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A world of 1s and 0s

Cyberpunk is a concept that became popular due to anxieties individuals had about the future due to the expansion and infiltration of technology in our daily lives.

When originally thinking of what word exactly comes to mind when thinking about the word ‘cyberpunk’ itself, it is:

  • Technology
  • Futuristic
  • Crime
  • Dystopia
  • Neon lights
  • Crowded cities
  • Corporation vs everyday man

So, I wanted to delve deeper into the concept of cyberpunk and where these associations come from.

The common narrative

The image of ‘cyberpunk’ has been pretty static throughout the decades, and what that means is, that the vision of the future from cyberpunk media from the 80s to the present has not really changed.

But why hasn’t it?

My thoughts on this are that it is because elements of a cyberpunk world are not far off from our current one. Technology is already a huge part of our life, the world is already overpopulated, and cybercrime is ever-present.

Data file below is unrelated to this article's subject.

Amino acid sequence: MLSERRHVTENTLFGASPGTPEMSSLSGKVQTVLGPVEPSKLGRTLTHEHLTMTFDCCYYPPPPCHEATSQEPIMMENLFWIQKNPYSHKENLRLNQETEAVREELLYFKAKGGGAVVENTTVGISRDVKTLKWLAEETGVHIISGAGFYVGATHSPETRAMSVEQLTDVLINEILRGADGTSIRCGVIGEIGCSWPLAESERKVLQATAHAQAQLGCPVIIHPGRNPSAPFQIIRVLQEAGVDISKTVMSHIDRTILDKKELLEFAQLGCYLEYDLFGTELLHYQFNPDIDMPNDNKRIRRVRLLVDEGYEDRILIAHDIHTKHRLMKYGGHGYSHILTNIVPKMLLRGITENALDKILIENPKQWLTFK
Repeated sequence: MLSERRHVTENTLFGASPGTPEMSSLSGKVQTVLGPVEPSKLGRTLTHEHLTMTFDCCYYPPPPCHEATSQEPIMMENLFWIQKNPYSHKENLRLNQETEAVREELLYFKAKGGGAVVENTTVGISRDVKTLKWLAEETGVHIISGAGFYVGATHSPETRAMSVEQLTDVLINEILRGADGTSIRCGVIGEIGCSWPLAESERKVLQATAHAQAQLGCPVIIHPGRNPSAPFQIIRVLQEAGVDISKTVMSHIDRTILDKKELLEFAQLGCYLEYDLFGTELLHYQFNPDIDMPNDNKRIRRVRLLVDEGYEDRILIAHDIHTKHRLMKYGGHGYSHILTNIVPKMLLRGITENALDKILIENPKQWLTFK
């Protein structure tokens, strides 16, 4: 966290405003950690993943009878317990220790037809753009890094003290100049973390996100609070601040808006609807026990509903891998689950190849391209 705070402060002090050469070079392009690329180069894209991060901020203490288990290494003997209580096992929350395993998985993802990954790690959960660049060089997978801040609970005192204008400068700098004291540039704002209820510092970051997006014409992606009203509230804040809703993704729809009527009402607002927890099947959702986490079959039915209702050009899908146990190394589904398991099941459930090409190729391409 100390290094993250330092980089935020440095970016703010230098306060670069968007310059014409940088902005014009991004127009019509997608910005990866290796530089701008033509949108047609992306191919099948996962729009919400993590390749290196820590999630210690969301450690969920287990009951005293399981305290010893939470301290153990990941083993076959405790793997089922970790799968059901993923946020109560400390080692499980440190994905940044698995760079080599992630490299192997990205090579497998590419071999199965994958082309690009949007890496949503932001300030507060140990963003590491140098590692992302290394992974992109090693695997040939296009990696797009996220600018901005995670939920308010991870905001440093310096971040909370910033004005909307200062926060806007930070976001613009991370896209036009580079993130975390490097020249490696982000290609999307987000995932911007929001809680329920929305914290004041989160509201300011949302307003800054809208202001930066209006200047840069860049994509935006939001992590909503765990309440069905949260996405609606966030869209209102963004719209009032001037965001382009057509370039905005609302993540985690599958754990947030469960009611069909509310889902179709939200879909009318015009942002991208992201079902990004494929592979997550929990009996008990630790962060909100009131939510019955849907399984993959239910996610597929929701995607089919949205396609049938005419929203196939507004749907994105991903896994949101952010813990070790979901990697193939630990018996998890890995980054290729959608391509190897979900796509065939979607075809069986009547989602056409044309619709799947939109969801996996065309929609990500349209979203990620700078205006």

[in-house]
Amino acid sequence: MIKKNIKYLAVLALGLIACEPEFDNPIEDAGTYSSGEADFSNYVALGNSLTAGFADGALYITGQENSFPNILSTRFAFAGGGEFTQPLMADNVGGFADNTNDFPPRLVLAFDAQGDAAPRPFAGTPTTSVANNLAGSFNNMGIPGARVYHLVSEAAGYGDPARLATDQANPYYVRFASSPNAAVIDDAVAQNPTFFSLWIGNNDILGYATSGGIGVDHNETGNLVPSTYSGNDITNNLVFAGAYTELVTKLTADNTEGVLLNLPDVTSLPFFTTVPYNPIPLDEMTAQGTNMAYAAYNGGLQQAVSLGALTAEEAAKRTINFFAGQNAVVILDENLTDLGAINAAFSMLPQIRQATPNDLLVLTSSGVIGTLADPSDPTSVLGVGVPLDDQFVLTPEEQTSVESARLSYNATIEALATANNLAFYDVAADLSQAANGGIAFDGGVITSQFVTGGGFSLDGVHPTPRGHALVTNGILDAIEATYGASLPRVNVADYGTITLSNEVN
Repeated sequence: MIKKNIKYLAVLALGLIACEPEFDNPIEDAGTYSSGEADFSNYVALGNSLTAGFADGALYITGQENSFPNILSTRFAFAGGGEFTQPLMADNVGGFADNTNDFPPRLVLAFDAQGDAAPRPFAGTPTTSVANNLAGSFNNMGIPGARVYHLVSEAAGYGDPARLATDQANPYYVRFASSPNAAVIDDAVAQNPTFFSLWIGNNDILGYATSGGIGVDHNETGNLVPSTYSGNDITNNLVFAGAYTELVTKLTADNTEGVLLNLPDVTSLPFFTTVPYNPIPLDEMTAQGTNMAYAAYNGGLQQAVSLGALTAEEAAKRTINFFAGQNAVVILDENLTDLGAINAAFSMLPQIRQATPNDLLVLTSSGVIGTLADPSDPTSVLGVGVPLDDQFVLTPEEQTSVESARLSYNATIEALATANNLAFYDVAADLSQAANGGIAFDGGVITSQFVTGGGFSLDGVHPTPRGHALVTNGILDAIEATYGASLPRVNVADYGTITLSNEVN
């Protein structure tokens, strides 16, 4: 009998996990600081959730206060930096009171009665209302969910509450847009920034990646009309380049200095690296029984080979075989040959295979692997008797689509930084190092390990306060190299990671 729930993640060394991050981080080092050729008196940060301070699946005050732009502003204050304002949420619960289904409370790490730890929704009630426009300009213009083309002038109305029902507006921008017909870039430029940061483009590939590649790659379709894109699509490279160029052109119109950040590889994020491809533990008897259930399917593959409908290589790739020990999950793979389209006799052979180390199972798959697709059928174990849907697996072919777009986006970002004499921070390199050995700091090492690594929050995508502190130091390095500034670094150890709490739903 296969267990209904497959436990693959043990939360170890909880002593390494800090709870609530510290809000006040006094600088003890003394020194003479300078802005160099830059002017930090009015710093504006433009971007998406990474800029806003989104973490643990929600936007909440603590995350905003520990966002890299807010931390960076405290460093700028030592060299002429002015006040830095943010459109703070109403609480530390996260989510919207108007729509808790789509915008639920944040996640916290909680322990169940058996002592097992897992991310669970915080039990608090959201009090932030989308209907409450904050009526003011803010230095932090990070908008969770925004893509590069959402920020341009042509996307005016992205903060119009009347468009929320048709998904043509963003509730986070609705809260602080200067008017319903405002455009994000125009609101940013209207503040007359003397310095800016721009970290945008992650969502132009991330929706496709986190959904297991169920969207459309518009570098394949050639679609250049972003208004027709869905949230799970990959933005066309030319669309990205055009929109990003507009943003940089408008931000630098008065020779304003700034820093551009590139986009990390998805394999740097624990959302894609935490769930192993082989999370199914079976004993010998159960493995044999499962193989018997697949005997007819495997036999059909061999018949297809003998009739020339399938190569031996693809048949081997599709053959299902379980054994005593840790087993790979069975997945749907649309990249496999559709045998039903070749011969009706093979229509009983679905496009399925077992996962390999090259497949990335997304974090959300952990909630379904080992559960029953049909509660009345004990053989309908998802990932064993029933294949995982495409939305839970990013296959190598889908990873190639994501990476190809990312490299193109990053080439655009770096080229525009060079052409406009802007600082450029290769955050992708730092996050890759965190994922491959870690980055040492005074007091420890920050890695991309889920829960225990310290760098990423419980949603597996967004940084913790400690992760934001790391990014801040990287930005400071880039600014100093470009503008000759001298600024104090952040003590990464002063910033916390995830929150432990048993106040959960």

A large part of the cyberpunk narrative stems from the concept of “high tech, low life”.

And this is where we get the idea of the “corporation vs everyday man” that we see present in cyberpunk movies such as Bladerunner and Ghost in the Shell. Where the corporation that owns the tech, controls society and where information is currency.

Cyberpunk also gives rise to the concept of ‘human’ and ‘body’ (Yu, 2011), and has us questioning what actually makes us human.

Are we still human if we have cybernetic implants?

What amount of cybernetic implants make us a cyborg?

When do we define ourselves as ‘machine’?

At what point does this separate us from AI?

Cyberpunk: The infusion of techno-orientalism

The term ‘cyberpunk’ was derived from a 1982 story of the same name written by Bruce Bethke and has since become an entire genre itself that depicts a high-tech future where machines and humans collide.  However, one thing to note about the cyberpunk genre is that it almost always involves a corporation superpower and that the default setting of the future is almost always “Asia”.